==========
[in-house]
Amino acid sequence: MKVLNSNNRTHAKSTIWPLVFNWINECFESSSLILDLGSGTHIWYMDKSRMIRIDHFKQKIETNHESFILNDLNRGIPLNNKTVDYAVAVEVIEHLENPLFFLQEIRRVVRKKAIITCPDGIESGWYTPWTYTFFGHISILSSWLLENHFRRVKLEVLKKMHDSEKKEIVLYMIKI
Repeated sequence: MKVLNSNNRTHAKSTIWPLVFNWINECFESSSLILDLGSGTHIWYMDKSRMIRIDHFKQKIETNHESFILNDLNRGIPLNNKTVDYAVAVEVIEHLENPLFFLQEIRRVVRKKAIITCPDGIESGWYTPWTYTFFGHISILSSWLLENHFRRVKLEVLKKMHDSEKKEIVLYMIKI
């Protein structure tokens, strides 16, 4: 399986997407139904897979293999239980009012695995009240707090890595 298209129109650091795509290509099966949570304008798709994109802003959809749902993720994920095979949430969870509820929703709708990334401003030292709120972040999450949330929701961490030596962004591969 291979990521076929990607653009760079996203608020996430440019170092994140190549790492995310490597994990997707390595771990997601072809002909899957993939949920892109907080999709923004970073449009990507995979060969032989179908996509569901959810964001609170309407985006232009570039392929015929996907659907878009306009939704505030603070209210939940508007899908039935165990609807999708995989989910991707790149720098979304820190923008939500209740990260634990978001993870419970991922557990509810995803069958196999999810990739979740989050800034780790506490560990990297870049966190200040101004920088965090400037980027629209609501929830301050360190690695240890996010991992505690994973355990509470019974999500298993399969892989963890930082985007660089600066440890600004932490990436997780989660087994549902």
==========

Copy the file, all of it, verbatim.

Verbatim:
[in-house]
Amino acid sequence: MKVLNSNNRTHAKSTIWPLVFNWINECFESSSLILDLGSGTHIWYMDKSRMIRIDHFKQKIETNHESFILNDLNRGIPLNNKTVDYAVAVEVIEHLENPLFFLQEIRRVVRKKAIITCPDGIESGWYTPWTYTFFGHISILSSWLLENHFRRVKLEVLKKMHDSEKKEIVLYMIKI
Repeated sequence: MKVLNSNNRTHAKSTIWPLVFNWINECFESSSLILDLGSGTHIWYMDKSRMIRIDHFKQKIETNHESFILNDLNRGIPLNNKTVDYAVAVEVIEHLENPLFFLQEIRRVVRKKAIITCPDGIESGWYTPWTYTFFGHISILSSWLLENHFRRVKLEVLKKMHDSEKKEIVLYMIKI
């Protein structure tokens, strides 16, 4: 399986997407139904897979293999239980009012695995009240707090890595 298209129109650091795509290509099966949570304008798709994109802003959809749902993720994920095979949430969870509820929703709708990334401003030292709120972040999450949330929701961490030596962004591969 291979990521076929990607653009760079996203608020996430440019170092994140190549790492995310490597994990997707390595771990997601072809002909899957993939949920892109907080999709923004970073449009990507995979060969032989179908996509569901959810964001609170309407985006232009570039392929015929996907659907878009306009939704505030603070209210939940508007899908039935165990609807999708995989989910991707790149720098979304820190923008939500209740990260634990978001993870419970991922557990509810995803069958196999999810990739979740989050800034780790506490560990990297870049966190200040101004920088965090400037980027629209609501929830301050360190690695240890996010991992505690994973355990509470019974999500298993399969892989963890930082985007660089600066440890600004932490990436997780989660087994549902």